I spent much of last evening and this morning helping my daughter Laura reflect on what she’s accomplished as a blogger this year and what she would like to do next in terms of helping others and learning more. These last ten months have been an interesting journey, and we’ve discovered a lot in the process.

Laura has learned a great deal about blogging, of course, and what began as a curiousity about the tool itself rapidly evolved into an appreciation for the people who power the web and an awareness of how different communities engage online. When she began her little project last December, Laura was hoping that she would be able to inspire others to join her in her efforts to make a difference. She didn’t understand the novelty of her blog at the time, and we weren’t aware of it either. As parents, we’ve been surprised by the reality that what Laura has done is unique in any way. Many children devote themselves to service work, and while Laura has received props for doing what she does, we all know that the only thing that may separate her from other kids who are trying to make a difference is the fact that she chose to blog about it publicly and people paid attention. Laura, her dad, and I have experienced some pretty mixed feelings about the level of attention she has received from her efforts, and in recent weeks, much conversation has unfolded at our dinner table over it all.

The fact is, Laura never wanted to do this thing alone. If this had been her intention, she never would have started a blog or invited readers to join her in her efforts. And while she has had many visitors and much encouragement from her readers, fewer people have ACTED in response to her work, and inspiring THIS has always been her greater goal. It remains her greatest challenge, and she talks about that often.

Last week, she spent some time thinking about the kind of service work that kids her age typically do. Many kids fundraise for different worthy purposes. Many organizations offer prizes to those who raise certain levels of money for those in need. This is a great thing. Last year, Laura decided to offer a prize to those who gave the most of themselves as well. She saw this as a good incentive. Some of her readers graciously matched her funds, and it was a bit of a thrill to give away those charitable donations. But her dad and I have remained unwilling to manage money in any way at all, and Laura has learned that these give-aways haven’t made the “most difference” in the end. People have. We believe that when it comes to asking our children to make a difference of some sort, supporting their service efforts should probably take precedent over raising money and generating prizes.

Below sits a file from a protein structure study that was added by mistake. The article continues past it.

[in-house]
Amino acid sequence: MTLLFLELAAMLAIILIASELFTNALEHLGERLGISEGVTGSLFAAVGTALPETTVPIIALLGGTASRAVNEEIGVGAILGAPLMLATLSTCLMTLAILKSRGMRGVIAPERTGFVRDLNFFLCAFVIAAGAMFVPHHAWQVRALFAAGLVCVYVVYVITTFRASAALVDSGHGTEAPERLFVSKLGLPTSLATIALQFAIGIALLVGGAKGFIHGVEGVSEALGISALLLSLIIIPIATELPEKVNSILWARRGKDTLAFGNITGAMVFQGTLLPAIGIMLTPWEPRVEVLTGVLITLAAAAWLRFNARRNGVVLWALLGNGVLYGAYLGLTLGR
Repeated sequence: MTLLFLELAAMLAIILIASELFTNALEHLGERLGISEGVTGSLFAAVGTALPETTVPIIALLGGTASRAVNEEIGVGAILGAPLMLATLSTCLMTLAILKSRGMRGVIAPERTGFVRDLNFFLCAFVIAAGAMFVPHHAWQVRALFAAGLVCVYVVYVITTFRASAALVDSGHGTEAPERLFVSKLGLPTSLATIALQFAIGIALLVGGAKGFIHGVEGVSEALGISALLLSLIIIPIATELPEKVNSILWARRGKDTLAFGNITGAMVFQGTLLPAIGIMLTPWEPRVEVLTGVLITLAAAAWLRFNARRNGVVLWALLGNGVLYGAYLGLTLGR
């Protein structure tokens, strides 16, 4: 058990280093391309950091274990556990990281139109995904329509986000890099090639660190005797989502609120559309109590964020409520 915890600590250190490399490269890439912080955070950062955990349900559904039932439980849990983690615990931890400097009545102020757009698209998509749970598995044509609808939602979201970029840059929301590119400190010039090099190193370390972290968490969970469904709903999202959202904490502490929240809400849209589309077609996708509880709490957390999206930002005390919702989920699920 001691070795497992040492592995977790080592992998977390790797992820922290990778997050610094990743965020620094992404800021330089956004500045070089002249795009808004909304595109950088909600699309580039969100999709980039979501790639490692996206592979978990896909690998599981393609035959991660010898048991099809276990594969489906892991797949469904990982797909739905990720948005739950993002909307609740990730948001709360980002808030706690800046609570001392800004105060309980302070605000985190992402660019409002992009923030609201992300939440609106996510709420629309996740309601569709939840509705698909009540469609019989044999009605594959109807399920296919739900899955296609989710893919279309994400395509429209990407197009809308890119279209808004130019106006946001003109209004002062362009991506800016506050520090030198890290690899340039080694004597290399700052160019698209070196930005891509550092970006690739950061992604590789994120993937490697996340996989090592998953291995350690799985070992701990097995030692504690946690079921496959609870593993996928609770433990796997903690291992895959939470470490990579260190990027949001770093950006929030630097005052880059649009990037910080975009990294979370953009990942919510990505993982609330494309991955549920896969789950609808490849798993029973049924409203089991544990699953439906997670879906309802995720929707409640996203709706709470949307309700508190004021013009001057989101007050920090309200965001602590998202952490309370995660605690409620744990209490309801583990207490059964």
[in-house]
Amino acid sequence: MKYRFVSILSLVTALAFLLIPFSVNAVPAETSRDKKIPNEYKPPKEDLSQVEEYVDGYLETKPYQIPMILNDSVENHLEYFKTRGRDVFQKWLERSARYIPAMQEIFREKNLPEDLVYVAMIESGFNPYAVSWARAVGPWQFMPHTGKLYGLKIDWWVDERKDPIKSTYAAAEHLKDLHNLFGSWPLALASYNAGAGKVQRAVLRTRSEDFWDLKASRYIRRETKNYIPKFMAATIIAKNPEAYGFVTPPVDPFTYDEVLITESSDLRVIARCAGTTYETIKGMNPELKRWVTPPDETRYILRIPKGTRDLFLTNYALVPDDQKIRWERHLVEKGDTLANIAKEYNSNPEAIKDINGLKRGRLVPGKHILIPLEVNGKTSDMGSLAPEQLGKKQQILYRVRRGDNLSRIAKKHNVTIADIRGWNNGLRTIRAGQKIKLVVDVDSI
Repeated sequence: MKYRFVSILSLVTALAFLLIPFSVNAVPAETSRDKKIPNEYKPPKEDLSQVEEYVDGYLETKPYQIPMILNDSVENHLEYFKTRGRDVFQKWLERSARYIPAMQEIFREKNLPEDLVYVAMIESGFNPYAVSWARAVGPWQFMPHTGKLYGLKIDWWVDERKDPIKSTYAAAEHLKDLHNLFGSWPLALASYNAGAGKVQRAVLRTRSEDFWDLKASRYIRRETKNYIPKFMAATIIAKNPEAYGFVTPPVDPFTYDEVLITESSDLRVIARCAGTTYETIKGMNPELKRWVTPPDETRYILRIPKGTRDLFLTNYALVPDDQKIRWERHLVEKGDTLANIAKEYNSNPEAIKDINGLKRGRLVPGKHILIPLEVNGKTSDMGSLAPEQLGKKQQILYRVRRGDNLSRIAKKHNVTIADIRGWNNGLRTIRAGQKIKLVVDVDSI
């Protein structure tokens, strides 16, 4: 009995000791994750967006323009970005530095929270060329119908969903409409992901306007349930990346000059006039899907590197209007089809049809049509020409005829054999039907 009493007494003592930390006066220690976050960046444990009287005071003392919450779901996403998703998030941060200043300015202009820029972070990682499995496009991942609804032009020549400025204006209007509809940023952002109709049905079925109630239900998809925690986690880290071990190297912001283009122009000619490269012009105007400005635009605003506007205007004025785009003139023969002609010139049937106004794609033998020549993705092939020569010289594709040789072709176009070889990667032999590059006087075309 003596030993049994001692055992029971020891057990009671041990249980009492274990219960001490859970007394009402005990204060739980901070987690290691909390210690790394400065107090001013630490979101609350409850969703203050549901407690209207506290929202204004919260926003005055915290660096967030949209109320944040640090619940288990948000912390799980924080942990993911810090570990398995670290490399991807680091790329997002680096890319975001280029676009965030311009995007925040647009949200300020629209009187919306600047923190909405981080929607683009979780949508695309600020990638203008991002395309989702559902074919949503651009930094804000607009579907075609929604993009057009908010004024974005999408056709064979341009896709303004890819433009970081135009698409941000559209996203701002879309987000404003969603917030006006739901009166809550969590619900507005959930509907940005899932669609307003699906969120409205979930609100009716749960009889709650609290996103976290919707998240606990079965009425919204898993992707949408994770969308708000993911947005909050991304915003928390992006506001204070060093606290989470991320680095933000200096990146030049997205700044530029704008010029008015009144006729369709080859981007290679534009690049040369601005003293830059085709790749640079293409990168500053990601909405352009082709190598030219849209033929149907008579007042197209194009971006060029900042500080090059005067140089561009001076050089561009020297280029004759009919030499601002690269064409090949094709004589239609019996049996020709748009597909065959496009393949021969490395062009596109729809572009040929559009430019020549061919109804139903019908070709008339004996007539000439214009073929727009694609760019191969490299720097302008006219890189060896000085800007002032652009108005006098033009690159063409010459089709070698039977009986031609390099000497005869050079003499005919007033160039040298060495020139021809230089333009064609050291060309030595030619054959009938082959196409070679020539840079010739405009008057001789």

Last week, Laura shared her belief that too often, kids take part in service work ONLY when there is a chance that they may win a prize of some sort. This bothered her. In addition, her blog was starting to feel a bit more self-promotional than she was comfortable with as well. One of my proudest moments as a mom transpired yesterday, when Laura articulated the fact that giving shouldn’t be about earning prizes or rewards, and that she doesn’t intend to promote this sort of thing on her blog any more. It’s something I’ve been giving a lot of thought to lately myself, and it was a part of the decision-making that went into launching Working Together 2 Make a Difference with Jenny Luca. Had Laura been eager to continue offering give-aways on her own site, I would have supported her in that, but it turns out she isn’t. It turns out, in fact, that Laura would rather invest herself in the work of this new online community, because she is realizing that it has the potential to accomplish what her blog cannot: it can bring people together who want to do good things simply because they can and simply because it offers them a connection to those who share their values, not because there are other rewards attached to it.

We’re hoping that other students and teachers will get involved there. Please consider doing so if you haven’t yet. We’re looking for more than mere readers, and Laura is looking forward to meeting others who are interested in giving HER less attention and the WORK OF THE PROJECT more. We’re grateful that Jenny Luca gets this, and we’re hoping that many more great educators will as well!


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